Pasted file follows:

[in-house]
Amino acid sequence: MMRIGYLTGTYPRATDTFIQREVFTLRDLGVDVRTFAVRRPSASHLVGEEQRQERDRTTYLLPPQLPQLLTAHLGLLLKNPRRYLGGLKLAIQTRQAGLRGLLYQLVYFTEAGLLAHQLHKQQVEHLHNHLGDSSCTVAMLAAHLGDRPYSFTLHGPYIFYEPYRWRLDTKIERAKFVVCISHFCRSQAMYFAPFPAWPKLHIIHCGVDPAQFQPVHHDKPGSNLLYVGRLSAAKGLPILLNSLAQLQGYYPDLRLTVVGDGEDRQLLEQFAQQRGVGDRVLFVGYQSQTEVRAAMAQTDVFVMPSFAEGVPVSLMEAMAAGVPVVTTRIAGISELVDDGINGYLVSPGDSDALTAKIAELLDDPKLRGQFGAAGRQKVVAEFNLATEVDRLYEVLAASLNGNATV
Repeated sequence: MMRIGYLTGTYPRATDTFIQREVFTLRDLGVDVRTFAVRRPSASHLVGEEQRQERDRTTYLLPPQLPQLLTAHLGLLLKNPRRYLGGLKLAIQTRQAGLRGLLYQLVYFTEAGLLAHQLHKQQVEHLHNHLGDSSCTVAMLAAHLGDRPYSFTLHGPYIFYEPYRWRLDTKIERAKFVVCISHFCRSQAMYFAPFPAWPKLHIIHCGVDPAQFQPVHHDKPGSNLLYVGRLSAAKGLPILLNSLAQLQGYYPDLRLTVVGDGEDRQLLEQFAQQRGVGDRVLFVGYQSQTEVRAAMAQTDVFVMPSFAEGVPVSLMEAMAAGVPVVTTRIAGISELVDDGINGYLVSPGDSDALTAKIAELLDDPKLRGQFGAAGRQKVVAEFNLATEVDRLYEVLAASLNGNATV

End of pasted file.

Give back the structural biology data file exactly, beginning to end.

[in-house]
Amino acid sequence: MMRIGYLTGTYPRATDTFIQREVFTLRDLGVDVRTFAVRRPSASHLVGEEQRQERDRTTYLLPPQLPQLLTAHLGLLLKNPRRYLGGLKLAIQTRQAGLRGLLYQLVYFTEAGLLAHQLHKQQVEHLHNHLGDSSCTVAMLAAHLGDRPYSFTLHGPYIFYEPYRWRLDTKIERAKFVVCISHFCRSQAMYFAPFPAWPKLHIIHCGVDPAQFQPVHHDKPGSNLLYVGRLSAAKGLPILLNSLAQLQGYYPDLRLTVVGDGEDRQLLEQFAQQRGVGDRVLFVGYQSQTEVRAAMAQTDVFVMPSFAEGVPVSLMEAMAAGVPVVTTRIAGISELVDDGINGYLVSPGDSDALTAKIAELLDDPKLRGQFGAAGRQKVVAEFNLATEVDRLYEVLAASLNGNATV
Repeated sequence: MMRIGYLTGTYPRATDTFIQREVFTLRDLGVDVRTFAVRRPSASHLVGEEQRQERDRTTYLLPPQLPQLLTAHLGLLLKNPRRYLGGLKLAIQTRQAGLRGLLYQLVYFTEAGLLAHQLHKQQVEHLHNHLGDSSCTVAMLAAHLGDRPYSFTLHGPYIFYEPYRWRLDTKIERAKFVVCISHFCRSQAMYFAPFPAWPKLHIIHCGVDPAQFQPVHHDKPGSNLLYVGRLSAAKGLPILLNSLAQLQGYYPDLRLTVVGDGEDRQLLEQFAQQRGVGDRVLFVGYQSQTEVRAAMAQTDVFVMPSFAEGVPVSLMEAMAAGVPVVTTRIAGISELVDDGINGYLVSPGDSDALTAKIAELLDDPKLRGQFGAAGRQKVVAEFNLATEVDRLYEVLAASLNGNATV